Bernie Sanders endorsed his former campaign rival Joe Biden to become president last night, urging all Americans to unite behind his campaign to defeat Donald Trump in November.
Mr Sanders, the standard-bearer of the American left, announced the end of his campaign to be the Democratic Party’s nominee last week, clearing the way for Mr Biden to secure the nomination at the party’s national convention in Wisconsin in August.
So-called ‘crown fires’ – when flames spread at great speed from treetop to treetop – are advancing through the uninhabited ‘dead zone’ around the plant, it is believed.
The Ukrainian government is playing down concerns of a radiation release, but witnesses have voiced fears of disaster if the flames are not extinguished.
The International Monetary Fund has slashed its forecasts for global growth in response to the Covid-19 pandemic and warned of a slump in output this year unparalleled since the Great Depression of the 30s, writes Larry Elliott, the Guardian’s economics editor.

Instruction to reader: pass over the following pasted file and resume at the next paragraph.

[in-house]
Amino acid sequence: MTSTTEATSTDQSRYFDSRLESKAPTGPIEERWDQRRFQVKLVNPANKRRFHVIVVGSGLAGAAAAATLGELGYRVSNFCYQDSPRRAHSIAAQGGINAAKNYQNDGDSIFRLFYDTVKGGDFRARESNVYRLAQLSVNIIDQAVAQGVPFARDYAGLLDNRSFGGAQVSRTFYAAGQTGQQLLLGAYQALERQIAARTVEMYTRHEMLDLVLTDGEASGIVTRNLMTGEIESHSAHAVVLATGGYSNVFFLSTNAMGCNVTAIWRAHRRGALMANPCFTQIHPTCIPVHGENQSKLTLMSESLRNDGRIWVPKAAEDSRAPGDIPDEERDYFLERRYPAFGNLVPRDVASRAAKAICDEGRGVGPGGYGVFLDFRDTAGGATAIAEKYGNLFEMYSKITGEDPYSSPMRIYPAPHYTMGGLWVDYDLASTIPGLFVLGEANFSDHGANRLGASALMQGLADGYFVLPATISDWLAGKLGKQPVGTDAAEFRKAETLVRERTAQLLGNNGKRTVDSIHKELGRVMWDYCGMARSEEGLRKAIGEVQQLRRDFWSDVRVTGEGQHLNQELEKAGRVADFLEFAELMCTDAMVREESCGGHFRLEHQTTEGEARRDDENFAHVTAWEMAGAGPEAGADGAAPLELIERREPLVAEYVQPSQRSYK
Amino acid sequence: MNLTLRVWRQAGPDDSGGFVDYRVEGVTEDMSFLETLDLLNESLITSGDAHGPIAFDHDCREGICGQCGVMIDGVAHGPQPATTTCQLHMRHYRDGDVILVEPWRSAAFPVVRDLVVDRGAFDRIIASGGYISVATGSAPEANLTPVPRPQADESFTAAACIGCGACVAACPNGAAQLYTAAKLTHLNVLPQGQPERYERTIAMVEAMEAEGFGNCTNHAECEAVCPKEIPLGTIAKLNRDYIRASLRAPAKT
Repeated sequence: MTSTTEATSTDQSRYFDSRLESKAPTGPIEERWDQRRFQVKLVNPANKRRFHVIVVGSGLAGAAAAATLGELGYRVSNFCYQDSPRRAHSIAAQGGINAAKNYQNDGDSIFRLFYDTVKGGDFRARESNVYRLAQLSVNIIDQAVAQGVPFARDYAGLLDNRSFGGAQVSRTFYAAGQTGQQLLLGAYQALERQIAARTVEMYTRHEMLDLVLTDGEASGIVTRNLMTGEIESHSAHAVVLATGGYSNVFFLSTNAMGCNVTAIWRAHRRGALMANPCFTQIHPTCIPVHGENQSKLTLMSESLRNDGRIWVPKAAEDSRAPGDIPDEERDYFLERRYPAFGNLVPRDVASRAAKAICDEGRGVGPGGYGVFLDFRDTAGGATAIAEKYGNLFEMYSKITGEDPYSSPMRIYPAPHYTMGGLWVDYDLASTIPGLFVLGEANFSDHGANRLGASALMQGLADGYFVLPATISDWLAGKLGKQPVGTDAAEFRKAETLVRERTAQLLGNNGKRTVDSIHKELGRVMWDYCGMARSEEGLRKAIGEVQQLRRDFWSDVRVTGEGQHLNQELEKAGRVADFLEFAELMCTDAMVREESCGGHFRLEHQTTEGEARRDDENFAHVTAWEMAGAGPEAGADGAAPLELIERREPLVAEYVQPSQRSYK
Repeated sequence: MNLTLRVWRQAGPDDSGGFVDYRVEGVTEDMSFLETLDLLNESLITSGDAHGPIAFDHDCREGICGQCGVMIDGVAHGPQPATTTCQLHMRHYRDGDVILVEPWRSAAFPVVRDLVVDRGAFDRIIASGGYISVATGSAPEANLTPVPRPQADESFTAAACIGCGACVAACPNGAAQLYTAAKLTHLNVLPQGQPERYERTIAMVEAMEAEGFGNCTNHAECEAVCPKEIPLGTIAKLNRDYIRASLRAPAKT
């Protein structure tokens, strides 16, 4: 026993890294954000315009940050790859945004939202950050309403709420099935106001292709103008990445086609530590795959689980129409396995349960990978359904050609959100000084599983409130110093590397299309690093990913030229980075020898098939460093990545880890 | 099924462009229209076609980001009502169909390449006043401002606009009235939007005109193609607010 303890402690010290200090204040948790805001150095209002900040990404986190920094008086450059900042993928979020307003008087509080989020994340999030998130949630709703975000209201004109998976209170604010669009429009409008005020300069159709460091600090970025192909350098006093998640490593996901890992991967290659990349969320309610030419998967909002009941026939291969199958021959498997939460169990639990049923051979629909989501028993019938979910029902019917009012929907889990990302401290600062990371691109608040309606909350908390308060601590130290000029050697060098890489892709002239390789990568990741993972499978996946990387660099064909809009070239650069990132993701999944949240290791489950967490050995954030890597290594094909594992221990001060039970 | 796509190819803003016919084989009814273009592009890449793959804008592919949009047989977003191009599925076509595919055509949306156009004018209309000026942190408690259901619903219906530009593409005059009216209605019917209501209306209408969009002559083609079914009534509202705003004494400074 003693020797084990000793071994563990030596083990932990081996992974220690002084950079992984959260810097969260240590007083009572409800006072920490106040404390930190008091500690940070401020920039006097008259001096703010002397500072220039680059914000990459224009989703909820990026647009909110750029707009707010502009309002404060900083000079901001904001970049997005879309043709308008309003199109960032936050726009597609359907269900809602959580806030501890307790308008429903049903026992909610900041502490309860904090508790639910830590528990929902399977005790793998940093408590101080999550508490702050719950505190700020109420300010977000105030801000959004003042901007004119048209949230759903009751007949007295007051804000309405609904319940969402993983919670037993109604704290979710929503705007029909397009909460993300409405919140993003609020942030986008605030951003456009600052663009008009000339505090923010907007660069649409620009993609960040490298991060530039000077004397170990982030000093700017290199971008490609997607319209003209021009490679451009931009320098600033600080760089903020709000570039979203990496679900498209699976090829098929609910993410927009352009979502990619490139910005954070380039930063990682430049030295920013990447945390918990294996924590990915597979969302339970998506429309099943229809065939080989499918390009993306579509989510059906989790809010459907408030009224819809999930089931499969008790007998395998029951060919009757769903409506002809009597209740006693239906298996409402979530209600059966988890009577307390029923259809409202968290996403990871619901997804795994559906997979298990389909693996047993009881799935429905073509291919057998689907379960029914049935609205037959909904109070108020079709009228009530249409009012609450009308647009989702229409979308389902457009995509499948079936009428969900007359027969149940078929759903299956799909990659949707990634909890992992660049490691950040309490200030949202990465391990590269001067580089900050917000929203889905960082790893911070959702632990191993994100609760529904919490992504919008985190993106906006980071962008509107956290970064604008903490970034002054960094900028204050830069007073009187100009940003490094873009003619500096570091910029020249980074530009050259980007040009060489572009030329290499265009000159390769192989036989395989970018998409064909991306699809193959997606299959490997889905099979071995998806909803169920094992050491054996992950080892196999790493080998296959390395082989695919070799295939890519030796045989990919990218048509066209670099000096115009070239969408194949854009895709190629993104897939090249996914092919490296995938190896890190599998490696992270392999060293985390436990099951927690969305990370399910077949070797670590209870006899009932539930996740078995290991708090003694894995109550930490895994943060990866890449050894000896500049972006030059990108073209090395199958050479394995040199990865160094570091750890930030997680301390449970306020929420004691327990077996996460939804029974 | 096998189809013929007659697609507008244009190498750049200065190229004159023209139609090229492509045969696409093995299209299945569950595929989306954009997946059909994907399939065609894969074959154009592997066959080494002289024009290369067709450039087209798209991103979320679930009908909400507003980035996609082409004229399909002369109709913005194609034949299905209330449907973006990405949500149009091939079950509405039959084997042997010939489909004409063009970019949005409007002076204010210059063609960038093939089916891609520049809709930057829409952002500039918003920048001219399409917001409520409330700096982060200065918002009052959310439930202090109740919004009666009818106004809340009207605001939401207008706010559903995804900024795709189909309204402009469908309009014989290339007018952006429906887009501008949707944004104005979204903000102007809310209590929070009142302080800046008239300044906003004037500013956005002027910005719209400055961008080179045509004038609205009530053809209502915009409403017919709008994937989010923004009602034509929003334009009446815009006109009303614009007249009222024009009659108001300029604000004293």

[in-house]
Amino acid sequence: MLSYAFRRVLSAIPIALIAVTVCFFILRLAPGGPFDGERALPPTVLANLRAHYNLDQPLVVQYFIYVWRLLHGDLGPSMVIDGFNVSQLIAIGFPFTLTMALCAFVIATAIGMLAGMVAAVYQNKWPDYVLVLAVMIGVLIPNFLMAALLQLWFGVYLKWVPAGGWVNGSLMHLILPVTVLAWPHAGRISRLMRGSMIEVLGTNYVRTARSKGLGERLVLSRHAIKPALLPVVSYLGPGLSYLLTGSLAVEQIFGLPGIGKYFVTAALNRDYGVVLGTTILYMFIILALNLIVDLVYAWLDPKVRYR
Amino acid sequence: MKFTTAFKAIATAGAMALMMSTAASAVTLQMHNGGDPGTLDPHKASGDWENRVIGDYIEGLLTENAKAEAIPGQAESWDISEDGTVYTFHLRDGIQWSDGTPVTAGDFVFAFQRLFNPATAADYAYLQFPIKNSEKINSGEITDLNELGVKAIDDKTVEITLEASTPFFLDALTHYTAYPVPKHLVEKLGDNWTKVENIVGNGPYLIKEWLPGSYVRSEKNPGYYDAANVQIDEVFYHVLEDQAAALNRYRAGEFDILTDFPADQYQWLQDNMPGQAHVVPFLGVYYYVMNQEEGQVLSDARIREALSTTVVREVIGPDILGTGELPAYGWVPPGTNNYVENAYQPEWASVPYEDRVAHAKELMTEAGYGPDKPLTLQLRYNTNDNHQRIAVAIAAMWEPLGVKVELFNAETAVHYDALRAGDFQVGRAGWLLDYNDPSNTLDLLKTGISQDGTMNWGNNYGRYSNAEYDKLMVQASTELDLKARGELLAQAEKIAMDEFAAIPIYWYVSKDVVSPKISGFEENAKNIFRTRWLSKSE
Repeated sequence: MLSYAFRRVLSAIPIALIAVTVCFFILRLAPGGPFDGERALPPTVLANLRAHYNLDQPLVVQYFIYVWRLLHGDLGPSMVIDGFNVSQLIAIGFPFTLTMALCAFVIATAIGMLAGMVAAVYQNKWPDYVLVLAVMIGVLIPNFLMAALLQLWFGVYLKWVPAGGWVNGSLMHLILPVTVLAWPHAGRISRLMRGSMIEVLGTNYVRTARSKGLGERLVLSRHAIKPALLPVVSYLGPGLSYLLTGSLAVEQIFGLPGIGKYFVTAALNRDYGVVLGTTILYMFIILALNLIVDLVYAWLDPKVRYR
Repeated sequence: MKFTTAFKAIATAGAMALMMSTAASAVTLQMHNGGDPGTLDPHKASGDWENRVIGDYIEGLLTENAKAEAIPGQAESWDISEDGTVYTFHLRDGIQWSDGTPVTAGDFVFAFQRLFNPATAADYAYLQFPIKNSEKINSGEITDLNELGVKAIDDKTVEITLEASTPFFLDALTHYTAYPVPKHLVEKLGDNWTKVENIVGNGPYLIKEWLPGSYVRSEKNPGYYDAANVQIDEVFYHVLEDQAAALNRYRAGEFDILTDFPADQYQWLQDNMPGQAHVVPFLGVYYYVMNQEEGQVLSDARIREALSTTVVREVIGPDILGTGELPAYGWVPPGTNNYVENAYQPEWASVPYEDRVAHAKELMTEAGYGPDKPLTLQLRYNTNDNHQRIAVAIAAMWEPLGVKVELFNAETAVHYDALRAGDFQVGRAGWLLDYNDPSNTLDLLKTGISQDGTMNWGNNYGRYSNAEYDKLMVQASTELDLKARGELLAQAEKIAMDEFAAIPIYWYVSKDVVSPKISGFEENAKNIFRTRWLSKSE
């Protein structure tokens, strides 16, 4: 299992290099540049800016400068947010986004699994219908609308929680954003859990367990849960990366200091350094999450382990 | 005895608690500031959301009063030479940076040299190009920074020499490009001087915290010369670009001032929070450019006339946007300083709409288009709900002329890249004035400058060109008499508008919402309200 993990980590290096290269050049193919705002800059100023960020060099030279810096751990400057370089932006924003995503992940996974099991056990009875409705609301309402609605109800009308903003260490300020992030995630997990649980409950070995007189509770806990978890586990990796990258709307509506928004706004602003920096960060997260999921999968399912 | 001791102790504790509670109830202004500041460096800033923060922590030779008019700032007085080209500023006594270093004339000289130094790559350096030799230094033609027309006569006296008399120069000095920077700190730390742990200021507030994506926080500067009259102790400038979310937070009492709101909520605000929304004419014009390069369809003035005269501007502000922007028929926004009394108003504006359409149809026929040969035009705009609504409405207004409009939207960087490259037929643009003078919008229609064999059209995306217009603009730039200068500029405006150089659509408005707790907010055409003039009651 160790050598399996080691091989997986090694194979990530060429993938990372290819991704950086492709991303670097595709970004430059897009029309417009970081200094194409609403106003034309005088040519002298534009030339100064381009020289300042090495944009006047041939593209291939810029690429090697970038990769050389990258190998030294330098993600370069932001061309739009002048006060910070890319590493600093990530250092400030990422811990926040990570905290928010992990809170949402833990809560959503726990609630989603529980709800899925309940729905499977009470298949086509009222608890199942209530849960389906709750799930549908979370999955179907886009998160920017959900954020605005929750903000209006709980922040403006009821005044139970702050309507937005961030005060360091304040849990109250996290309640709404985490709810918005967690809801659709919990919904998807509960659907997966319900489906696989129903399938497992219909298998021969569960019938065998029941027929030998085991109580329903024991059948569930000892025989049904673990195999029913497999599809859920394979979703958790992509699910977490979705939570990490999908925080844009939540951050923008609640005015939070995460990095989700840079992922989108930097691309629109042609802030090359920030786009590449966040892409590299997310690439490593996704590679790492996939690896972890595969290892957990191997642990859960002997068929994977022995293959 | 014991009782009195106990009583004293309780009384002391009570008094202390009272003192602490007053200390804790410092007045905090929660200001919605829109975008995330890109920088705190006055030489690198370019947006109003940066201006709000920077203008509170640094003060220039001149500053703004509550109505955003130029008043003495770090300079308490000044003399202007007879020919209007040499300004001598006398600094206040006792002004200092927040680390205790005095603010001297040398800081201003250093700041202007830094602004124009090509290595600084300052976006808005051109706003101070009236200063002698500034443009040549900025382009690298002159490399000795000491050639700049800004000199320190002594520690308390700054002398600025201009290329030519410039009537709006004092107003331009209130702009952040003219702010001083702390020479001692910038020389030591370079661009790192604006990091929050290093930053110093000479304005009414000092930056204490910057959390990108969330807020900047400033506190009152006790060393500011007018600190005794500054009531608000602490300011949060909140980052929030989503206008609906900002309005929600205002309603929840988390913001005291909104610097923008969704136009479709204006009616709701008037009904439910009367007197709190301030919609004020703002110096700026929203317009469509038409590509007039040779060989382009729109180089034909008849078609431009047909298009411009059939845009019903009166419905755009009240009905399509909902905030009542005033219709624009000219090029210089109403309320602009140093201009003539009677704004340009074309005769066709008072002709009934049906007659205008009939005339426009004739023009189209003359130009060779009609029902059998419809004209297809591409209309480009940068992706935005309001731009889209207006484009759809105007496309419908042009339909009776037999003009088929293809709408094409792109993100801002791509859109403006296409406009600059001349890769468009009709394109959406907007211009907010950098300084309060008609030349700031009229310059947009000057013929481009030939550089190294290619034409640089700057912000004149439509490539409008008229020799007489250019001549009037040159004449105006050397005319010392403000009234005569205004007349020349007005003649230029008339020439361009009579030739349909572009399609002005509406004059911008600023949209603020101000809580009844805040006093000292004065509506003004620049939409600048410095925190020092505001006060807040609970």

In its half-yearly forecasts, the IMF said the “Great Lockdown” would cause a dramatic drop in activity that would be far more painful than the recession that followed the banking meltdown of the late 00s.
You will not be surprised to hear that the former first lady does not agree with Trump (on this or much else) and has come out to back the nonpartisan When We All Vote initiative, her latest return to the public eye in the wake of Bernie Sanders effectively conceding the Democratic 2020 race to Joe Biden.
We can expect to see much more of the Obamas in the coming months as they take the fight to Trump on their former veep’s behalf (albeit largely via webcam from their living room at this point).
“So, she let us speak with him, and I asked was he scared? He said ‘Yeah.’ Everybody that know my husband know he’s not afraid of anything, but he was very, very scared.”
Just seven days after arriving at the hospital, Rayshone died from Covid-19.